The province is listening to experts and transitioning 125 adults with developmental disabilities into community homes from the north and south buildings at Michener Centre, an institutional care facility for people with developmental disabilities located in Red Deer.
The change will improve quality of life and ensure that residents can get more personalized care in the community, officials say.
“The needs and well-being of the people who live at Michener will be top of mind for us, and we will offer our support to them and their loved ones. We’ll have plans in place to make this transition as smooth as possible,” said Frank Oberle, associate minister of services for persons with disabilities. “Historically, institutional living was considered to be the best way to support individuals with developmental disabilities, but that’s just not the case anymore.”
Preliminary planning is already underway, and a number of community service providers have been identified that are well-equipped to support these individuals.
“Today, tens of thousands of Albertans with developmental disabilities grow up at home, are included in schools, participate in community recreation, enjoy friendships and move into adulthood as community members pursuing post-secondary studies, a career, employment and a place of their own to call home,” said Bruce Uditsky, CEO of the Alberta Association for Community Living.
“This is a truly momentous day, to be celebrated by all Albertans, as we complete the final stages of a 40-year transition from a past history of isolation and institutionalization to a meaningful life in community for every person with developmental disabilities.”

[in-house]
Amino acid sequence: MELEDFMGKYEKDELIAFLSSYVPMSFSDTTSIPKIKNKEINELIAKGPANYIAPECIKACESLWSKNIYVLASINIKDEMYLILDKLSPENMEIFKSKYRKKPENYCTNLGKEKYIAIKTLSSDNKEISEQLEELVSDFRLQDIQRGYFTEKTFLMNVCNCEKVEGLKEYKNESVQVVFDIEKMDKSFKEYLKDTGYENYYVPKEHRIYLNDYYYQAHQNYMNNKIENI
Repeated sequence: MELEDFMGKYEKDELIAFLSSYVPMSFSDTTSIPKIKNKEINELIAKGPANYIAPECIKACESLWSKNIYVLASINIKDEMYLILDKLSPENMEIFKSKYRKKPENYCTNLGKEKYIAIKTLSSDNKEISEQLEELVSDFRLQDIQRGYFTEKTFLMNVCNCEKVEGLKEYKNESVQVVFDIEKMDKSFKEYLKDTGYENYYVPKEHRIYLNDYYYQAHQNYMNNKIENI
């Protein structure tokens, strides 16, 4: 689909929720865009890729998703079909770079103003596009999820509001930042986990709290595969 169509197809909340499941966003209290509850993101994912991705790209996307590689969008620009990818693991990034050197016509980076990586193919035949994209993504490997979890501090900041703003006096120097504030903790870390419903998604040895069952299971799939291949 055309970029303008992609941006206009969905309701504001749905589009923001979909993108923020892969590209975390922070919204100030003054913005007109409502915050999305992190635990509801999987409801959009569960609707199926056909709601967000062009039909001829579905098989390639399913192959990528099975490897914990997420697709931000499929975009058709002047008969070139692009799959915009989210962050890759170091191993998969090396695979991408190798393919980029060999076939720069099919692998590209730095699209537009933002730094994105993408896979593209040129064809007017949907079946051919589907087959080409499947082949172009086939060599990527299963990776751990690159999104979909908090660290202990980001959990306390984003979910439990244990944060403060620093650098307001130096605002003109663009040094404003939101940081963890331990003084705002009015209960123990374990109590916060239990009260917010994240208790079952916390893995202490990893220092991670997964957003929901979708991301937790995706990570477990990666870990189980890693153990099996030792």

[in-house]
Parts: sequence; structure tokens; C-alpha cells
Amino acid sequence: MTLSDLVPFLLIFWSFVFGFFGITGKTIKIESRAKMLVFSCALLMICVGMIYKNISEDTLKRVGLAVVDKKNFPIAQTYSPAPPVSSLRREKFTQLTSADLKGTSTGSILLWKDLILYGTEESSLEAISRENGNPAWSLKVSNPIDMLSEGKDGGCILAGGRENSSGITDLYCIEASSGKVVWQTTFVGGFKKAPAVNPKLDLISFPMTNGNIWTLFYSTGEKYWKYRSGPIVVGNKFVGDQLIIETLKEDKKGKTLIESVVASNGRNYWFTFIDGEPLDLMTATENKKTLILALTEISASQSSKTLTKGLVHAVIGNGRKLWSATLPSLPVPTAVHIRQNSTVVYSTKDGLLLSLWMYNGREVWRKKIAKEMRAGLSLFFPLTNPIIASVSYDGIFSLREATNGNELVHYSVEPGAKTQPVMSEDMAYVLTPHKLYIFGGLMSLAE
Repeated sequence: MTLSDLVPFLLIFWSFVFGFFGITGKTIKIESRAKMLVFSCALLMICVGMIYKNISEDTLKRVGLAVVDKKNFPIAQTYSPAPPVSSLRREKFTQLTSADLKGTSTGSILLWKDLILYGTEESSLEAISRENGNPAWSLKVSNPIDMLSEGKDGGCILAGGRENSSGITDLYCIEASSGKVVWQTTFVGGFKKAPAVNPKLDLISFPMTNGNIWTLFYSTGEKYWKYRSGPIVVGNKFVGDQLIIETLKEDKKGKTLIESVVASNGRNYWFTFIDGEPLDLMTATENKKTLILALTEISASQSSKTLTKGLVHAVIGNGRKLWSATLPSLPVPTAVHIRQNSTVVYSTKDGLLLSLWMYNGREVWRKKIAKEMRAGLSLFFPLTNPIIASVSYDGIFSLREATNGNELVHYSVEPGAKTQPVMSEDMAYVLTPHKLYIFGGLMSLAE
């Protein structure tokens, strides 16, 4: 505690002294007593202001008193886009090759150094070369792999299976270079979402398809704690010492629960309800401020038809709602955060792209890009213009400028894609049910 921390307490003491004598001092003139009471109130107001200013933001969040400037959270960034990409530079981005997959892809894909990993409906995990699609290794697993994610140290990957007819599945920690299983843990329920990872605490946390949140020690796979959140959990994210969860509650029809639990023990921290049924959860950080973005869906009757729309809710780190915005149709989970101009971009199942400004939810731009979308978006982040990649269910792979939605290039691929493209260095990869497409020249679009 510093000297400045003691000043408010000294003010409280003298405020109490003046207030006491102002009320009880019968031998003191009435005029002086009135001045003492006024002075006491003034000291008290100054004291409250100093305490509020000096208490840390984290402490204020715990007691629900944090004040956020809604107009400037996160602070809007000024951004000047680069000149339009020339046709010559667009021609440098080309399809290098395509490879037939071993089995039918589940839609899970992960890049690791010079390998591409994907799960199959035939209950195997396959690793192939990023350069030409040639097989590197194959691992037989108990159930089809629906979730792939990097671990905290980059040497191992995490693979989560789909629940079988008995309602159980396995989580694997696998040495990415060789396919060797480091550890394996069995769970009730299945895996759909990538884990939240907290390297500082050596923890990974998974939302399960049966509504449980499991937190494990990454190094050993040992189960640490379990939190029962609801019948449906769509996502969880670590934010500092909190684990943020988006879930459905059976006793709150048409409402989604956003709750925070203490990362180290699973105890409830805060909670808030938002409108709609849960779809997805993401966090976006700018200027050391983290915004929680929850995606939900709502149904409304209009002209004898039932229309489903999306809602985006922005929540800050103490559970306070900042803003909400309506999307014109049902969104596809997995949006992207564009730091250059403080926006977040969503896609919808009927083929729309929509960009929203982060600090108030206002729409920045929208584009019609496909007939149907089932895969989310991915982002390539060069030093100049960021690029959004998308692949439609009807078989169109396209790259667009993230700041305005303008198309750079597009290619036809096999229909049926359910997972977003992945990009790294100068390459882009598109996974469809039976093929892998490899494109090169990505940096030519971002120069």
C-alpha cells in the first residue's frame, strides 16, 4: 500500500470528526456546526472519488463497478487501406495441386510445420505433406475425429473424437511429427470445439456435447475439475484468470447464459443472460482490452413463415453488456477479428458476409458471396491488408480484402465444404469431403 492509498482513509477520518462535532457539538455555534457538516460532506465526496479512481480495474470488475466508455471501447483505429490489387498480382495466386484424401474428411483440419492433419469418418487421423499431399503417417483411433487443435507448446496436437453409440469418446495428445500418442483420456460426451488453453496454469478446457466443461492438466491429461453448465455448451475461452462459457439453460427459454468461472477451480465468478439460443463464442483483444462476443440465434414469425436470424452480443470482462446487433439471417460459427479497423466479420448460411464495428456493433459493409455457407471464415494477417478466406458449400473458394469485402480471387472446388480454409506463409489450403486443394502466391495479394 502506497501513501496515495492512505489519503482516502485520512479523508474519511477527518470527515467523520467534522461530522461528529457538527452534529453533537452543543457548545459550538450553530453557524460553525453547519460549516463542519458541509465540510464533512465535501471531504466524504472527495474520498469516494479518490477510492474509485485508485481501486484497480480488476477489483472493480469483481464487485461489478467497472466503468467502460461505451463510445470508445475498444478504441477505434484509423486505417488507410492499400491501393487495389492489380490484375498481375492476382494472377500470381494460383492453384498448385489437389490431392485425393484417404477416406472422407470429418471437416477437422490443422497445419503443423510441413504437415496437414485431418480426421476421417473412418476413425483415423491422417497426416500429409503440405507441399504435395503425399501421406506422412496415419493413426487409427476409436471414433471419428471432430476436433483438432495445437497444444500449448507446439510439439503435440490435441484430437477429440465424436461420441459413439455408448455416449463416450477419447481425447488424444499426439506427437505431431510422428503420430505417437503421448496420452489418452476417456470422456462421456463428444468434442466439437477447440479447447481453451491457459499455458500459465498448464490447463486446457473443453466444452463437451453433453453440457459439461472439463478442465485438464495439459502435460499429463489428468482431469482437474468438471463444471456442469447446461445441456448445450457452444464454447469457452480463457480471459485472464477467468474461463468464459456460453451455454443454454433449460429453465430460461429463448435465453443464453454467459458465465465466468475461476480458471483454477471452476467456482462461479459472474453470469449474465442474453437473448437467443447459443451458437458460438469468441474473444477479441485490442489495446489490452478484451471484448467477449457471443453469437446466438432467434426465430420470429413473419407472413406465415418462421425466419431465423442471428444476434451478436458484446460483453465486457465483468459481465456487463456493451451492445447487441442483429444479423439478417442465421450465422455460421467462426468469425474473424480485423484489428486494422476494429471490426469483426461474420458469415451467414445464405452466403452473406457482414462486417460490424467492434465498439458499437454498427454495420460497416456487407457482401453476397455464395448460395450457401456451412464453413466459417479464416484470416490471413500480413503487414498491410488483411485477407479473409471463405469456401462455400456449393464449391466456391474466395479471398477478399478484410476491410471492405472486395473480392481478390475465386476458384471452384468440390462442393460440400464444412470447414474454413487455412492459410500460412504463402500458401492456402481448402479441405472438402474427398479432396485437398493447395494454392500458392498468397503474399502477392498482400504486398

The closure of Michener Centre’s north and south site facilities follows the transition of people with developmental disabilities into community settings from Youngstown Home in 2011, and Edmonton’s Eric Cormack Centre in late 2012.
“From a national perspective, the Canadian Association for Community Living is extremely pleased that Michener Centre, as one of the largest facilities of its kind in Canada, is accelerating the transition of its residents into community living,” said Norm McLeod, a member of the Canadian Association for Community Living and the People First of Canada Task Force on the Right to Live in the Community.
“We will be here to support the individuals and their families during this transition.”
Over the next several months, the Persons with Developmental Disabilities (PDD) program will work closely with the residents, their families and guardians to plan their transition into the community.
The preferences of individuals living at Michener and their families will be fundamental to the planning process, and residents will continue to get the support they need during and after the moves. The aim is to integrate residents into community settings by the spring of 2014.
Alberta Human Services will work with Michener Centre staff to ensure they are treated fairly and with the respect they deserve, officials say.
“The staff at Michener contribute immensely to the lives of residents,” said Oberle. “We are grateful for their compassion and dedication to persons with developmental disabilities, and we’re committed to supporting them through this time of change.”